U.S. District Judge Robert Lasnik wrote that depictions of violence have been used throughout the country’s history to convey important social messages, and that the Supreme Court has never upheld bans on violent depictions under obscenity laws.
The state’s ban sought to prevent minors from buying or renting games that portray “realistic or photographic-like depictions of aggressive conflict” in which the players kill or injure law enforcement officers. The law included a provision to fine retailers $500 for violations.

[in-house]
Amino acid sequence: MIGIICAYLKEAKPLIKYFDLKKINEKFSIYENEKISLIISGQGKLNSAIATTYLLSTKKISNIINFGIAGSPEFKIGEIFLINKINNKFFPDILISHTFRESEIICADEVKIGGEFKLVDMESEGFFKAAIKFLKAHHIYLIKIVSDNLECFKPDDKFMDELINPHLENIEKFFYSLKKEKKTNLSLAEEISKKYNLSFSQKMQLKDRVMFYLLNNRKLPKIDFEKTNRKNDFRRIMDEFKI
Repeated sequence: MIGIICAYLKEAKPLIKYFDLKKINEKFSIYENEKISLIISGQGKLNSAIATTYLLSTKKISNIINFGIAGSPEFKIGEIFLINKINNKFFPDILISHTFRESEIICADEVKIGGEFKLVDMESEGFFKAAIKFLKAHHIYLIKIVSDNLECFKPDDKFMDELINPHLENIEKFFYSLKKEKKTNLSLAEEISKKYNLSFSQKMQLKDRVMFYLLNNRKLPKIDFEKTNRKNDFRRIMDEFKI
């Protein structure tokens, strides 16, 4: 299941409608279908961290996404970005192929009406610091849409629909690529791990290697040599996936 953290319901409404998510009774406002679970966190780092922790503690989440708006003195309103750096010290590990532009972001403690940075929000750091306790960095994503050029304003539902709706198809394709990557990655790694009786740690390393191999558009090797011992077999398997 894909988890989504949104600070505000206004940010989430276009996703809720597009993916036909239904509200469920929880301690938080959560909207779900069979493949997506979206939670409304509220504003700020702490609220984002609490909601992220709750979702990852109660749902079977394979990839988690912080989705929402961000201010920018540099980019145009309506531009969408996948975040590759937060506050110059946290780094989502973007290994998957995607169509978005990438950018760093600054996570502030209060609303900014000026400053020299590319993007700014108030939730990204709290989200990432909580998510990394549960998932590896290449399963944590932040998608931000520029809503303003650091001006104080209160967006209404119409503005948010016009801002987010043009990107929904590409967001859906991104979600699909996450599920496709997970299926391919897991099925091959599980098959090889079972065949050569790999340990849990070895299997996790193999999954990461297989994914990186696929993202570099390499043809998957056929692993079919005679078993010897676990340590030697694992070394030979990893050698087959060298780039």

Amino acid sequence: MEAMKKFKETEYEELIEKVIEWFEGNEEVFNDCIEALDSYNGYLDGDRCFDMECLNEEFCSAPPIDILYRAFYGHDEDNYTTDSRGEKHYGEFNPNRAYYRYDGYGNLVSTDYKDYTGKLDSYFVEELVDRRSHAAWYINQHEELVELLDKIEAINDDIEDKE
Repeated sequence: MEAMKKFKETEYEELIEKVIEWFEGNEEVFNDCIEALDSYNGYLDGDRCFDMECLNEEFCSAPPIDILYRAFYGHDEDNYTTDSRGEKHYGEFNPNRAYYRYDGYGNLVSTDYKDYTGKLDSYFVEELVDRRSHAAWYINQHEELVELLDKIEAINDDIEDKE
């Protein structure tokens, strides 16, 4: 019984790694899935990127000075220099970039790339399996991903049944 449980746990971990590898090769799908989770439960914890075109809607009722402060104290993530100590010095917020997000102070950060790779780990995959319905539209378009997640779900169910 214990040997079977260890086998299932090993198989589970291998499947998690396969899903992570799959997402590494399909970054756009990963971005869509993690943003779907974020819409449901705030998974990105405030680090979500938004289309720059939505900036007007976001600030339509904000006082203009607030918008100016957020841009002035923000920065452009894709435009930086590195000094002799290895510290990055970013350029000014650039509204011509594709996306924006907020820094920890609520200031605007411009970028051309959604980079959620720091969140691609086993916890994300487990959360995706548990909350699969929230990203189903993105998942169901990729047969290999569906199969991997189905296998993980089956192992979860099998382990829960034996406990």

Lasnik said the law was too narrow because it arbitrarily banned violence against police officers but not other depictions of violence, and too broad because it was unclear what games would fall under the ban.
Read more at CNN.com.
- A Rhode Island state representative wants to tax violent video games
- Social Feed: Twitter is not kidding, YouTube goes dark, Facebook says game on
- Republican politicians blame ‘Call of Duty’ and ‘John Wick’ for gun violence
- Theranos’ death knell? Founder and CEO Elizabeth Holmes charged with fraud
- Cop tickets a GM-owned self-driving car, though company disputes violation